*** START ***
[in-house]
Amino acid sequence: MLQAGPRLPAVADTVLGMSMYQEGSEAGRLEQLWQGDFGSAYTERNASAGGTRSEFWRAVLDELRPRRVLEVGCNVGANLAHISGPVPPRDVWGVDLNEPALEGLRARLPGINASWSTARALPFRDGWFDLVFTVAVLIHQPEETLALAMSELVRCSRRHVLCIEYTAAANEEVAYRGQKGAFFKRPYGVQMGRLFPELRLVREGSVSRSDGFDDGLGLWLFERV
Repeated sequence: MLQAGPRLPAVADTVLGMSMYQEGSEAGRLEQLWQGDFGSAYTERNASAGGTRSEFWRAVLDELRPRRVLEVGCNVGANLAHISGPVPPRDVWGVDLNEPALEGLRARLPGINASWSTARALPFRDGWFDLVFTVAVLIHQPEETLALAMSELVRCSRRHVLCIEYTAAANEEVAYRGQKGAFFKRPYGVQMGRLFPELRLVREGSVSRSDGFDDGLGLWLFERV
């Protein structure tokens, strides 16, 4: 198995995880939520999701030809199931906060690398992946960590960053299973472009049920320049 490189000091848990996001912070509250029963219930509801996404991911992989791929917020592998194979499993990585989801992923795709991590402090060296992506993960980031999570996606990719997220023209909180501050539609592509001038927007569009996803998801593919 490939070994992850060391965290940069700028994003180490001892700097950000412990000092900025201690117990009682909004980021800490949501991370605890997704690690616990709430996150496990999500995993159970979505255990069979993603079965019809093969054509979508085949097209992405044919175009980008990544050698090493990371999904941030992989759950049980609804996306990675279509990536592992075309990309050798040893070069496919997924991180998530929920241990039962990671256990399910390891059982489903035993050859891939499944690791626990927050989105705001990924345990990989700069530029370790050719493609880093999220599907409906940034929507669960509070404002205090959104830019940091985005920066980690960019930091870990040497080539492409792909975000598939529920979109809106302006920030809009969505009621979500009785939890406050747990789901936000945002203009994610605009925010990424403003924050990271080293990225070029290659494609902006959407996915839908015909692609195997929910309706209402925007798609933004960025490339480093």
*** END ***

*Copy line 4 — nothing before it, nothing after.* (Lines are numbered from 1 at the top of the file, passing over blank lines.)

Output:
């Protein structure tokens, strides 16, 4: 198995995880939520999701030809199931906060690398992946960590960053299973472009049920320049 490189000091848990996001912070509250029963219930509801996404991911992989791929917020592998194979499993990585989801992923795709991590402090060296992506993960980031999570996606990719997220023209909180501050539609592509001038927007569009996803998801593919 490939070994992850060391965290940069700028994003180490001892700097950000412990000092900025201690117990009682909004980021800490949501991370605890997704690690616990709430996150496990999500995993159970979505255990069979993603079965019809093969054509979508085949097209992405044919175009980008990544050698090493990371999904941030992989759950049980609804996306990675279509990536592992075309990309050798040893070069496919997924991180998530929920241990039962990671256990399910390891059982489903035993050859891939499944690791626990927050989105705001990924345990990989700069530029370790050719493609880093999220599907409906940034929507669960509070404002205090959104830019940091985005920066980690960019930091870990040497080539492409792909975000598939529920979109809106302006920030809009969505009621979500009785939890406050747990789901936000945002203009994610605009925010990424403003924050990271080293990225070029290659494609902006959407996915839908015909692609195997929910309706209402925007798609933004960025490339480093």